“There has to be a system in which people can come and avail themselves upon that they can have faith in,” said civil rights lawyer Sarah Jane Hunt. “And if it’s taking years for every complaint, or a lot of complaints, then they’re not going to do that, and they’re going to stop coming.”

Hunt has been taking cases like Reed’s since 2013 with the law firm Kennedy Hunt, P.C. She said that the longer an investigation takes, the harder it is for universities to gather information, because witnesses graduate and memories become fuzzy.

After reviewing Reed’s initial complaint and the testimonies that Reed gathered, Hunt said that she has a hard time understanding why the investigation would take more than a year.

“There were inappropriate comments made. They were reported. They were corroborated,” she said. “That’s not to say that’s the end of the rainbow. The accused has a right to defense and has the right for them to interview his witnesses. But I don’t know what about that takes 400 days.”

Hunt said there could be additional documents that the university has not released that may have complicated the case.

Who is Joshua Yates?

Joshua Yates in a screencap from a 2010 YouTube video. February 23, 2010.
Credit YouTube
Joshua Yates in a screencap from a 2010 YouTube video.

Yates founded a game development company, Accordion Games, in 2012. The company has published several games, mostly created by developers other than Yates. One, GloGo, was developed by students in the Webster University game design program.

Some students have accused Yates of profiting off the games they worked on for his classes.

Yates told the Riverfront Times that the students did not want the royalties their contracts entitled them to. But Matthew Parker, one of the student developers, said that’s a lie.

“At first, Josh said that there wasn’t enough money for Steam to pay us out. After that, he said that he would send the money as soon as he got it,” Parker wrote in an email. “Neither I nor my co-creator of GloGo ever refused payment.”

Yates has edited and deleted much of his online presence since Reed went public on May 9. Staff pages, about sections and profiles were deleted from Accordion Games’ website. The site now notes that the studio closed in 2018 — though as of Wednesday afternoon, the company still had products listed for sale on Steam, an online marketplace for games.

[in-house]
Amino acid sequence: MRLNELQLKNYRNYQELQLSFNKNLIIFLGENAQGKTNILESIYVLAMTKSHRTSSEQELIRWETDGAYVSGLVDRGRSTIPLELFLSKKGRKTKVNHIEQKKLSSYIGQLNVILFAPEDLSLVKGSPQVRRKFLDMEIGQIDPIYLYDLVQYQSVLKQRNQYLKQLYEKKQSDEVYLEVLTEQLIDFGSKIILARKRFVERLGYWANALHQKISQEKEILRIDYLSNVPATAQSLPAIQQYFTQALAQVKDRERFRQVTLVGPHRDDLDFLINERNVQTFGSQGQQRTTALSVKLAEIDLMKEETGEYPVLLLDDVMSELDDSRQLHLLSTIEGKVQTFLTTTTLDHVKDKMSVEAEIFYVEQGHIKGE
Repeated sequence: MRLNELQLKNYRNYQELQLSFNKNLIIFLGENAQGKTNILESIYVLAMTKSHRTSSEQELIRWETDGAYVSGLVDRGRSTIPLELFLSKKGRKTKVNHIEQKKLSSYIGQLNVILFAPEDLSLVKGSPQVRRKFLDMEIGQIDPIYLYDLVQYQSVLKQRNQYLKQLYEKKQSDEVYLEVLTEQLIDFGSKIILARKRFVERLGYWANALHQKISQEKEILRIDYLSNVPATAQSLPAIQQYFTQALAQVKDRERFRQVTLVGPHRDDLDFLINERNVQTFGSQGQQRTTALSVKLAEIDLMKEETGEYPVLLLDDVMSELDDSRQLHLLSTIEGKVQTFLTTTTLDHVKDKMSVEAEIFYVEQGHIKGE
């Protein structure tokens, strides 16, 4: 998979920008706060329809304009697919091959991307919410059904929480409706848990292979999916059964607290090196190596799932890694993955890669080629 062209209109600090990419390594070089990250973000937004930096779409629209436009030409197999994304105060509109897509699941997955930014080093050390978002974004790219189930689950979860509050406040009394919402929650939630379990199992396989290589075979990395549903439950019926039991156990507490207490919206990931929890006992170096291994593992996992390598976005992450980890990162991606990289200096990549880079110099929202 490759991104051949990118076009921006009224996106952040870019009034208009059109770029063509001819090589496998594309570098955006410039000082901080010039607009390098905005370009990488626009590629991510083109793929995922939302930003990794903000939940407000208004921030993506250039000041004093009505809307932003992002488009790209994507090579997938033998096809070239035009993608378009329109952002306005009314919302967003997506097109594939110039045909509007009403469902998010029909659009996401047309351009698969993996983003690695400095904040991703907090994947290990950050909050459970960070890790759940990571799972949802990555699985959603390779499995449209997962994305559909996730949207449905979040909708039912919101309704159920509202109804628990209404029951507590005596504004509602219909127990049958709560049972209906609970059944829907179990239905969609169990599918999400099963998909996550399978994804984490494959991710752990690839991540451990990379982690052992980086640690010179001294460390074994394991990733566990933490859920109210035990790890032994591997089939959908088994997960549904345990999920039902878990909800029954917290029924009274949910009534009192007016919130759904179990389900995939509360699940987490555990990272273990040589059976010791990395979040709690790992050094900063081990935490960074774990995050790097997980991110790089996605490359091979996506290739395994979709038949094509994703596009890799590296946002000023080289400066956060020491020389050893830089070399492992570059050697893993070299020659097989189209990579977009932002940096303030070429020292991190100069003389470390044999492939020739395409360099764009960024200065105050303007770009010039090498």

Yates has little traceable game-development experience. His LinkedIn page names his earliest work in the industry in 2008, as editor-in-chief of a gaming publication called P.u.G. MMO Magazine.

The magazine, self-published by Yates and his wife, published just one issue to an online magazine host in early 2010. By May 2011, internet archives show that the website had folded.

Yates wrote on his Accordion Games website that he created three games that “performed well within China” in 2011. The rights to any video games released in 2011 were not noted as personal property or a source of income in 2012 bankruptcy documents.

Yates did not respond to multiple requests for comment.

An industry problem

Reed and another witness first reported the harassment to then-Webster University game design professor Rob Santos. Santos then reported Reed’s account to Title IX office.

The Title IX coordinator asked Santos to teach Reed in an independent study so she didn’t have to enroll in Yates’ class, Santos said.

Santos said he thought it was “unfairly punishing” to remove Reed from class instead of selecting a different professor to teach the course. Taking the class alone prevented her from learning collaboratively — the main advantage of learning game design in a classroom instead of on the internet, he said.

Santos and Reed both said the Title IX office delayed approving paperwork for the independent study for several months, which added more stress to Reed's situation.

To Santos, the problems at Webster University reflect broader issues in the game industry.

In his own classes, he teaches about toxic work environments, exploitative contracts and sexual harassment. Harassment in the gaming world received national coverage during the Gamergate controversy in 2014, when a faction of gamers lambasted women developers with sexual attacks and death threats. Just last week, employees at popular development studio Riot Games protested the company’s sexual harassment and discrimination policies, which Reed referenced in her tweets about the alleged harassment at Webster University.

So it dismayed Santos to learn that his own students were reporting similar problems so early in their careers.

“They’re being beaten into thinking it’s the norm everywhere,” he said. “The very people who are supposed to protect students are the ones who are silencing them in this case.”

Santos resigned from the university on May 10 in support of students’ statements against the game design program. Santos said that he felt he could better support students from outside the university.

“Once that student graduates, sometimes these problems just disappear,” said Santos. “The school can just wait long enough for that student to leave, it goes quiet. And they never actually have to solve the problem.”

Webster University President Elizabeth Stroble wrote in a letter Thursday that the university would “rectify the situation” if an independent audit discovers that university policy was not fairly enforced.

Reed said she’s still considering alternate legal options and is looking for a lawyer in Missouri.

“I’m not just going to let this die out. I just have no faith that the university’s going to come to any conclusion,” Reed said. And after her experience, Reed said she fears for other students experiencing sexual harassment at Webster. “There’s no use turning to the university.”


Follow Kae on Twitter: @kmaepetrin

Send questions and comments about this story to feedback@stlpublicradio.org

Stay Connected
Kae Petrin covers public transportation and housing as a digital reporter for St. Louis Public Radio.
Ways To Subscribe

Send questions and comments about this story to feedback@stlpublicradio.org.